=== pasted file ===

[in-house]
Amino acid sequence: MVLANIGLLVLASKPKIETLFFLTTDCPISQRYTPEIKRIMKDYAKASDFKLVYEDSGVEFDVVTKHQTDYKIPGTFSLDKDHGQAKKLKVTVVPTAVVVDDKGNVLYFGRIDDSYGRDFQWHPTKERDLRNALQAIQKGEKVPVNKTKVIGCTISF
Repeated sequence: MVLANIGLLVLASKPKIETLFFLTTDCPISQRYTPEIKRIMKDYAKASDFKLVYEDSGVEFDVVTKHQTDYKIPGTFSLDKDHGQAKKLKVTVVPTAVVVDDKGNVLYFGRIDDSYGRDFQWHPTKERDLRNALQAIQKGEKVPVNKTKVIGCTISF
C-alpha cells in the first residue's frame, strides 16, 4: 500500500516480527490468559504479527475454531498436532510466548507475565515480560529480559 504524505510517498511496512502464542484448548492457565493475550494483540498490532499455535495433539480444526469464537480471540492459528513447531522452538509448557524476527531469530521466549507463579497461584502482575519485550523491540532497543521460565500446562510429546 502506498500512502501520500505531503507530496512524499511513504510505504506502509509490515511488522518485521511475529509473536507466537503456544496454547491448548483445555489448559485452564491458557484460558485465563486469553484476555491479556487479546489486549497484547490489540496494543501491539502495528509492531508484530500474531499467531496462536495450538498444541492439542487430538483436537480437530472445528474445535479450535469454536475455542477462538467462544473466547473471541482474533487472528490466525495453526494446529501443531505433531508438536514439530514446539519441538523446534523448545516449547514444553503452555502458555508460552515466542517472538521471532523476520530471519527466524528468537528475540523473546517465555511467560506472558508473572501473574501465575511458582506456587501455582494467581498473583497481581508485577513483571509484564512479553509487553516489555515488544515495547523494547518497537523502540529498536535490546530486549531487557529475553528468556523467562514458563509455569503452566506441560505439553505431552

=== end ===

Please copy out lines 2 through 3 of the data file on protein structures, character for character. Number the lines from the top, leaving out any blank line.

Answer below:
Amino acid sequence: MVLANIGLLVLASKPKIETLFFLTTDCPISQRYTPEIKRIMKDYAKASDFKLVYEDSGVEFDVVTKHQTDYKIPGTFSLDKDHGQAKKLKVTVVPTAVVVDDKGNVLYFGRIDDSYGRDFQWHPTKERDLRNALQAIQKGEKVPVNKTKVIGCTISF
Repeated sequence: MVLANIGLLVLASKPKIETLFFLTTDCPISQRYTPEIKRIMKDYAKASDFKLVYEDSGVEFDVVTKHQTDYKIPGTFSLDKDHGQAKKLKVTVVPTAVVVDDKGNVLYFGRIDDSYGRDFQWHPTKERDLRNALQAIQKGEKVPVNKTKVIGCTISF